Take a moment to read the results yourself.

Chromosomes are structures inside our cells, mostly made of DNA. Genes, the basic building blocks of life, are located there. Suspected errors are sometimes only 1/1000 of an inch long! There seems to be a controversy about how different professionals understand the ‘not enough – too much – transposed’ pieces of DNA. How difficult is it then, for parents evaluate?

The basics about genetic results have been previously discussed here.
A specific description about copy number variation is described here.

Results are already available in children who have had a genetic testing, since they are included in the ‘Fragile X test’ (one of the known genetic causes of ASD).

Why perform a chromosomal test?
It should be required in all children who have a Spectrum diagnosis. It’s much more likely to be positive than an anesthesia-requiring MRI or EEG (especially in the absence of seizures).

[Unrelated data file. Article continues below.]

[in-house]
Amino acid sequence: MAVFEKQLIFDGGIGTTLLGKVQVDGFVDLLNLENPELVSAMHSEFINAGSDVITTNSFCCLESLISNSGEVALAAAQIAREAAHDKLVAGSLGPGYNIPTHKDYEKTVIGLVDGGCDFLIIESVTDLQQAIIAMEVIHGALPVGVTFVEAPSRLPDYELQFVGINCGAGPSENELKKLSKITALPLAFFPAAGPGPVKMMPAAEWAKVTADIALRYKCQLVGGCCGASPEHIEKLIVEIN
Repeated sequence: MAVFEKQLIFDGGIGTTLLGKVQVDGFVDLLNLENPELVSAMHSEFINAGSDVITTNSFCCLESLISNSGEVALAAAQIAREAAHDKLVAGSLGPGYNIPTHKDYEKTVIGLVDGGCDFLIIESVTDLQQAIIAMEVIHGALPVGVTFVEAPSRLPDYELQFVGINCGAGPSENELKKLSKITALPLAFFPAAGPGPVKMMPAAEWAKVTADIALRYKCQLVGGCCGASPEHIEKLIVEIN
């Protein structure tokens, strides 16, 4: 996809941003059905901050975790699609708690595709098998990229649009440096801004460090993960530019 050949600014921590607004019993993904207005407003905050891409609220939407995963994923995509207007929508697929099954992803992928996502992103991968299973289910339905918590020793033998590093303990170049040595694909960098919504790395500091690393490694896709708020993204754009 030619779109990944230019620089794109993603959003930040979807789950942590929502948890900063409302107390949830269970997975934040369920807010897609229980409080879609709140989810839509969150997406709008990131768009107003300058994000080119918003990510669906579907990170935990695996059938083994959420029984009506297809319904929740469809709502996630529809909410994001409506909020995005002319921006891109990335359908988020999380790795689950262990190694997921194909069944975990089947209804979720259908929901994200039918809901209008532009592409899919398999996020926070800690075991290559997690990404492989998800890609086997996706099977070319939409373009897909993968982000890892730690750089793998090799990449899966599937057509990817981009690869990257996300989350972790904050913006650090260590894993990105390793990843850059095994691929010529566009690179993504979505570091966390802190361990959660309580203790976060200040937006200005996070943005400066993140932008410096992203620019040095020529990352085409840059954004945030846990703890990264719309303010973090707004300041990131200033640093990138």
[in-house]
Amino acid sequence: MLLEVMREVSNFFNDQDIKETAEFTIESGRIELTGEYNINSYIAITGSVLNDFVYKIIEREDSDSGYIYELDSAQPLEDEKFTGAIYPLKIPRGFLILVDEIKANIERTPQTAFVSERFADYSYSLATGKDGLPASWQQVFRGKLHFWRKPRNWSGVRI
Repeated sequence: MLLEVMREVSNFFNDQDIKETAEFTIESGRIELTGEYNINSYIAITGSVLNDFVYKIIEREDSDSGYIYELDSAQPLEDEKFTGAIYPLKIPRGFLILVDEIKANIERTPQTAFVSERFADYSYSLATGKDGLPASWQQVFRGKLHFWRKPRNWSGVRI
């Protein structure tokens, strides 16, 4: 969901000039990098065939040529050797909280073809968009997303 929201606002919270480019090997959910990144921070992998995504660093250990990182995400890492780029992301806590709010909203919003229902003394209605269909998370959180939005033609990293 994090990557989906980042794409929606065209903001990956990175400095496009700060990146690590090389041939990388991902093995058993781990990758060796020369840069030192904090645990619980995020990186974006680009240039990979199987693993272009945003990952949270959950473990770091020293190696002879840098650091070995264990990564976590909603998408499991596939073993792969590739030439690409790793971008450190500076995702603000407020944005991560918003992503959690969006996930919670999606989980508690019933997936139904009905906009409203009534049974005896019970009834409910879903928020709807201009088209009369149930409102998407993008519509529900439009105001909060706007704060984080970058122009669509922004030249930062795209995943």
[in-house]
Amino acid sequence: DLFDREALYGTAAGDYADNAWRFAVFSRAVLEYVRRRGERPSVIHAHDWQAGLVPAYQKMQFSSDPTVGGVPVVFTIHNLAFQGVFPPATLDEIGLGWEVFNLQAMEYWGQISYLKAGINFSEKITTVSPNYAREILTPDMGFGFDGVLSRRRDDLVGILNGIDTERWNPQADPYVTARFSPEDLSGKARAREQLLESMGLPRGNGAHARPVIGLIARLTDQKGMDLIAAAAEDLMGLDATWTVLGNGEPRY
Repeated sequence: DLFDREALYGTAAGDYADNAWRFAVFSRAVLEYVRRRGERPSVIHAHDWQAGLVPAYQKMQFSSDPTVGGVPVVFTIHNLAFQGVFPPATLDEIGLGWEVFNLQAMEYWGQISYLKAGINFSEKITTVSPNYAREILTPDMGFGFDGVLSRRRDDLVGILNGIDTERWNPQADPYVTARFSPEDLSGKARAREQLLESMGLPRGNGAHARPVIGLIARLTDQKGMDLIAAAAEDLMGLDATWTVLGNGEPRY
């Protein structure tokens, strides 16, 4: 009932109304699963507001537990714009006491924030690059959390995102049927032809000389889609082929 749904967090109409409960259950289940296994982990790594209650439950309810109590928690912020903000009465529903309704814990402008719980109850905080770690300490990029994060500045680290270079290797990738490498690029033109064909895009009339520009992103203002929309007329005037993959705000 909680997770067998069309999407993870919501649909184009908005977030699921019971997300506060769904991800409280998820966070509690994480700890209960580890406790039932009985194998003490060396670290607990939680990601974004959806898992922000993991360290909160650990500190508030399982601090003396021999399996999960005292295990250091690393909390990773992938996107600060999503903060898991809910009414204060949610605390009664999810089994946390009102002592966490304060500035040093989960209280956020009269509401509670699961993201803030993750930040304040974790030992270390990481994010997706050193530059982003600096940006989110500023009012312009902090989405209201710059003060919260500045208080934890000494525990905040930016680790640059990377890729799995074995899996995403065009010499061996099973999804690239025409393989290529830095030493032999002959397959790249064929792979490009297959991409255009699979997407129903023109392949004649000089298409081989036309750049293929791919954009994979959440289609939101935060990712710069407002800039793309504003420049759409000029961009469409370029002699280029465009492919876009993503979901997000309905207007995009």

The argument that testing is not necessary because, “The mom is not having any more children,” is specious. Such information can be quite important for the patient. If there are other people who have the same small chromosomal variations, they can add a great deal more knowledge about your child than merely Googling the cause and treatment of autism.
Additionally, as the future brings more and more information about the performance of those particular pieces of the chromosome – and the genes residing therein – there is added hope that it will lead to specific treatments, or regimens that might be avoided (such as, say, vaccinations) in affected individuals.

Which is the best chromosomal test?
For ninety-nine bucks, 23andme is not the best bet. A saliva sample yields information about ancestry, predisposition to certain traits (e.g., digestion, taste, metabolism, even HIV resistance). However, the SNPs (tiny genetic variations) that are tested are not indicative of ASD.